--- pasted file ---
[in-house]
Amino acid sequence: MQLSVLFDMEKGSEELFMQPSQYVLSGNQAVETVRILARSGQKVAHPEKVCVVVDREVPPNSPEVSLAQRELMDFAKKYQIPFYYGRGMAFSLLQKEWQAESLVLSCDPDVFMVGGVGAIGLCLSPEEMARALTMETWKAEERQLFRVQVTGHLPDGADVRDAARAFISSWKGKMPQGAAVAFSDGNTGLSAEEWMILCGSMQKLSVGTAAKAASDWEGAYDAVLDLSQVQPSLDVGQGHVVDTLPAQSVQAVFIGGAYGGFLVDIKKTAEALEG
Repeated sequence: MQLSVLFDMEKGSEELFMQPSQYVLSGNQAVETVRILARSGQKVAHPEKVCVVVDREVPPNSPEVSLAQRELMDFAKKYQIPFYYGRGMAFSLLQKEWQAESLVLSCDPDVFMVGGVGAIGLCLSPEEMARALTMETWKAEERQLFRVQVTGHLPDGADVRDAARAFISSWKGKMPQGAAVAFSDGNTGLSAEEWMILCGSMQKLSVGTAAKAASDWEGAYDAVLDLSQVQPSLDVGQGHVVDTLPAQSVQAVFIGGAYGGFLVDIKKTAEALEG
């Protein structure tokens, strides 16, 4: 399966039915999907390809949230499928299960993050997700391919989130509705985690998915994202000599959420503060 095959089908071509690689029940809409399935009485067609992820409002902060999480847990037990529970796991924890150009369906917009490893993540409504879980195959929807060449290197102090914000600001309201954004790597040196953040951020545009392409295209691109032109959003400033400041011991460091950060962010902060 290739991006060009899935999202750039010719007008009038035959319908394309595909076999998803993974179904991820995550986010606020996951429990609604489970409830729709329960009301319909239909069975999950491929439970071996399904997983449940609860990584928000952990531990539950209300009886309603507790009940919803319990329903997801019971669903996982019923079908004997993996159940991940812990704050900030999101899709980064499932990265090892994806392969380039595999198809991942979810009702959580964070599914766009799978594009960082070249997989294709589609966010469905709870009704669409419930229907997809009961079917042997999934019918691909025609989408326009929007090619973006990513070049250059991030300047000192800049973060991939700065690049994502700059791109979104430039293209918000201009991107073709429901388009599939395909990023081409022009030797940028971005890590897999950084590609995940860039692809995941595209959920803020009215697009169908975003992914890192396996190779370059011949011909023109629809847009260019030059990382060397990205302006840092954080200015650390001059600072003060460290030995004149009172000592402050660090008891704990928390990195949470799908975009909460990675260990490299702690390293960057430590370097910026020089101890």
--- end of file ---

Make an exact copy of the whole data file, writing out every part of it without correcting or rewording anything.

[in-house]
Amino acid sequence: MQLSVLFDMEKGSEELFMQPSQYVLSGNQAVETVRILARSGQKVAHPEKVCVVVDREVPPNSPEVSLAQRELMDFAKKYQIPFYYGRGMAFSLLQKEWQAESLVLSCDPDVFMVGGVGAIGLCLSPEEMARALTMETWKAEERQLFRVQVTGHLPDGADVRDAARAFISSWKGKMPQGAAVAFSDGNTGLSAEEWMILCGSMQKLSVGTAAKAASDWEGAYDAVLDLSQVQPSLDVGQGHVVDTLPAQSVQAVFIGGAYGGFLVDIKKTAEALEG
Repeated sequence: MQLSVLFDMEKGSEELFMQPSQYVLSGNQAVETVRILARSGQKVAHPEKVCVVVDREVPPNSPEVSLAQRELMDFAKKYQIPFYYGRGMAFSLLQKEWQAESLVLSCDPDVFMVGGVGAIGLCLSPEEMARALTMETWKAEERQLFRVQVTGHLPDGADVRDAARAFISSWKGKMPQGAAVAFSDGNTGLSAEEWMILCGSMQKLSVGTAAKAASDWEGAYDAVLDLSQVQPSLDVGQGHVVDTLPAQSVQAVFIGGAYGGFLVDIKKTAEALEG
């Protein structure tokens, strides 16, 4: 399966039915999907390809949230499928299960993050997700391919989130509705985690998915994202000599959420503060 095959089908071509690689029940809409399935009485067609992820409002902060999480847990037990529970796991924890150009369906917009490893993540409504879980195959929807060449290197102090914000600001309201954004790597040196953040951020545009392409295209691109032109959003400033400041011991460091950060962010902060 290739991006060009899935999202750039010719007008009038035959319908394309595909076999998803993974179904991820995550986010606020996951429990609604489970409830729709329960009301319909239909069975999950491929439970071996399904997983449940609860990584928000952990531990539950209300009886309603507790009940919803319990329903997801019971669903996982019923079908004997993996159940991940812990704050900030999101899709980064499932990265090892994806392969380039595999198809991942979810009702959580964070599914766009799978594009960082070249997989294709589609966010469905709870009704669409419930229907997809009961079917042997999934019918691909025609989408326009929007090619973006990513070049250059991030300047000192800049973060991939700065690049994502700059791109979104430039293209918000201009991107073709429901388009599939395909990023081409022009030797940028971005890590897999950084590609995940860039692809995941595209959920803020009215697009169908975003992914890192396996190779370059011949011909023109629809847009260019030059990382060397990205302006840092954080200015650390001059600072003060460290030995004149009172000592402050660090008891704990928390990195949470799908975009909460990675260990490299702690390293960057430590370097910026020089101890």